Computer languages walk a line between expressiveness, safety, efficiency of both size and speed at runtime, coherency, compilation and linking speed and other things. C++ is strongly typed, so allowing you to "hijack" a class by declaring a new member outside the scope of the class declaration would be very much not C++-like. There are many other reasons why class members must be declared only within the scope of the class.
If you are looking for a language that allows what you are asking for, search for languages that allow monkey patching.
Just to clarify, the prototype is what tells the compiler that the function exists, so if another function calls that function before it is actually defined, the compiler knows it exists and doesn't need to throw an error at you. A class declaration (as you've shown), is the same thing. It includes more than just the class name out of necessity, since when you call the class inside your code, you'll usually call member functions and variables.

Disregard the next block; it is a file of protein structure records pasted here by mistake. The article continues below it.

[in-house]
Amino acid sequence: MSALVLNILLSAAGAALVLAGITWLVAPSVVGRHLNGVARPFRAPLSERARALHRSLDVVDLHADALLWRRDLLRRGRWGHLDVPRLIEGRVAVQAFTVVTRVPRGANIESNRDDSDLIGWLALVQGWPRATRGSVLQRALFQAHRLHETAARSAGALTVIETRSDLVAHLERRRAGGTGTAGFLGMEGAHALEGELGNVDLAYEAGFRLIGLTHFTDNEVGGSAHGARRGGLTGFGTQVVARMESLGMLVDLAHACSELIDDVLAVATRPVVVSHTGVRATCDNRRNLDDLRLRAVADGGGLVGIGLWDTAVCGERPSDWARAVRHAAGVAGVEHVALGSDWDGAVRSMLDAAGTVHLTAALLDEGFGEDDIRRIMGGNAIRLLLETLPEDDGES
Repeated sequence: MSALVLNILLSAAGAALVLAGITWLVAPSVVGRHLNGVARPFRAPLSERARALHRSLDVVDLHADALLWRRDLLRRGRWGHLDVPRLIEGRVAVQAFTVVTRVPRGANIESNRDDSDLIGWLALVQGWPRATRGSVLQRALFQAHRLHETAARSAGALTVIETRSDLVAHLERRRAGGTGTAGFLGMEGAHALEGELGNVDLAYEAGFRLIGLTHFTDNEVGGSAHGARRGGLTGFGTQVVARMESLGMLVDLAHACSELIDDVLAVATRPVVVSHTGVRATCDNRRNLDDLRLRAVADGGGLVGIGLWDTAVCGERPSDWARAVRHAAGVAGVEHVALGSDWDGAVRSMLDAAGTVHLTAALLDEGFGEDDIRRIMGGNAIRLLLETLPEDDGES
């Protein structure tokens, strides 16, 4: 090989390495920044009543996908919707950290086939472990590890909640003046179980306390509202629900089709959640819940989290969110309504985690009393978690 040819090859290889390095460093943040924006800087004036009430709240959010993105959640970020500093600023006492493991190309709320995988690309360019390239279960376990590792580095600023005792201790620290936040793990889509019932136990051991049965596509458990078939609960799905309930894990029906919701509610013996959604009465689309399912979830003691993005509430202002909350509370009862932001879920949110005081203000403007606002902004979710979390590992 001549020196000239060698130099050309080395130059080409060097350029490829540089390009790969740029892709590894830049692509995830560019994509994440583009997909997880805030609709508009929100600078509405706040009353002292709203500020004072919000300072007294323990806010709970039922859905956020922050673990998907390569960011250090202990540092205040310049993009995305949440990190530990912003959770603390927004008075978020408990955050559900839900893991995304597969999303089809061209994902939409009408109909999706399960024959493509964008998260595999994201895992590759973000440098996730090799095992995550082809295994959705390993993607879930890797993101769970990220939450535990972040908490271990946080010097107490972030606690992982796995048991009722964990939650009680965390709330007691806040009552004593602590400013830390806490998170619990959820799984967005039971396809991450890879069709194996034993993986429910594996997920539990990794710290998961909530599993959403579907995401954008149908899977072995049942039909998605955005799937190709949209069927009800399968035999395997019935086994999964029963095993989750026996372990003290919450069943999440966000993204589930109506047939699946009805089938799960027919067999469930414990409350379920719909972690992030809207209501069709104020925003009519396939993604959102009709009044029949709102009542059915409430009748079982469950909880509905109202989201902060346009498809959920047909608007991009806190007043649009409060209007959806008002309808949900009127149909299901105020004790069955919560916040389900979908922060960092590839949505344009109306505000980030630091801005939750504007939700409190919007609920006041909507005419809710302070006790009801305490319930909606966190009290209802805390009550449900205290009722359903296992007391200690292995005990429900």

So, no, you can't declare a class like that, since it doesn't give the compiler the proper information.